So there was a fair bit of treasure-hunting among the less busy drakes, despite the mediocrity of the results. And, naturally, a concerted attempt to understand and glorify the artistic styles of Narethy. If, by some miracle of fashion, artifacts from Narethy became valuable, the Expedition would profit the most.
Which led to several conversations along the lines of this one, which is between Yarenton and Evrath. (Yarenton insists on a disclaimer for historical accuracy: I have made up every word, but the content is close to correct. The inaccuracies in content are simply omissions — I neglected to mention the low bitter scudding triangular clouds that lent the scene an extra degree of distressing mystery — and the fact that I have the dragons indulging in wordplay and other cleverness, as dragons so often do, when in fact they were too distressed and mysterified to do much of it.) [And of course that wordplay got translated into English, which didn’t help the accuracy one bit. -BB]
“Well, Evrath, this is a peculiar sort of field,” said Yarenton.
“The word ‘field’ might mean any of several things,” said Evrath. “You might, for example, mean ‘an academic discipline or course of study’. This would make a peculiar field in that sense. Though I certainly see the point of the discipline — or rather, all of its many points.”
“Yet it is not that sort of field,’ said Yarenton.
“Ah! Perhaps you mean a vector field!” exclaimed Evrath. “That being, an assignment of a length and a direction to each point on the ground. Yes, indeed! The lengths seem to be some nine or ten feet, and the directions seem to be more or less upwards. They are well-marked by all of those very sharp titanium spikes.”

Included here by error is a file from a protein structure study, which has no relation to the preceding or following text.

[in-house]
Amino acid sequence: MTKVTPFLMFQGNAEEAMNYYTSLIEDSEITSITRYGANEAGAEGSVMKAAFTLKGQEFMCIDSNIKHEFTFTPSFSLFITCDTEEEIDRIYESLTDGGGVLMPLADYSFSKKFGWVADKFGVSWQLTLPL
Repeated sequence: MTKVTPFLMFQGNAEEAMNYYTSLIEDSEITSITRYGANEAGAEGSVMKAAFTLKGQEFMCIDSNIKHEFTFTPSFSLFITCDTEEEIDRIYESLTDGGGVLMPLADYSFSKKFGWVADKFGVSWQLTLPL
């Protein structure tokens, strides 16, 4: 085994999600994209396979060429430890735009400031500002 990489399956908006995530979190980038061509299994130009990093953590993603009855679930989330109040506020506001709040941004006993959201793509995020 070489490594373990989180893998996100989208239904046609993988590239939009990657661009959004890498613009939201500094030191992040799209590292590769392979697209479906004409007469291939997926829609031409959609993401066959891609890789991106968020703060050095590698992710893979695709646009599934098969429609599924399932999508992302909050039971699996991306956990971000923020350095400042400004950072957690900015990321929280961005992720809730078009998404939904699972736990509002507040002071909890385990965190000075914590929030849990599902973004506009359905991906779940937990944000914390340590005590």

“I concede that you stretched that word to fit,” said Yarenton. “But it is not the meaning I intended.”
“Well, then, surely a field like unto a force field. This one exerts a strong emotional force, which may be felt even from a half-mile away in the sky! Rather horribly, at that,” said Evrath.
“Not that either, oddly enough.”
“Well, then. I am out of incorrect meanings, so perhaps you could do me the honor of explaining the correct one?”
Yarenton snorted. “The sort of field in which farmers grow their crops. Consider: each of the spikes may be taken metaphorically as the stalk of a plant, and the mummified naret impaled upon it, as its rather disgusting crop.”
“Rather disgusting, indeed. I am no more opposed to atrocities among small people than most dragons are, but, when they are not committed by dragons for some salubrious purpose, they seem rather pointless,” said Evrath.
“And yet, as you have done the honor of noting, this one is full of points,” said Yarenton. “Each of which has been used precisely once.”
The two beasts landed on the edge of the field.
Evrath sniffed around with a dozen senses. “Well, these mummies are quite peculiar. I presume that the desert nature of the immediate area has caused them to dry out so thoroughly. Though why this particular regular heptagon of about two acres area should be a desert where nothing grows and all is dry, when the immediately surrounding region is an overgrown jungle of lush plants well-watered by the rains, is a small mystery. Clearly, to several senses, some magical effect is at work here — but we have seen very little magic on Narethy elsewhere.”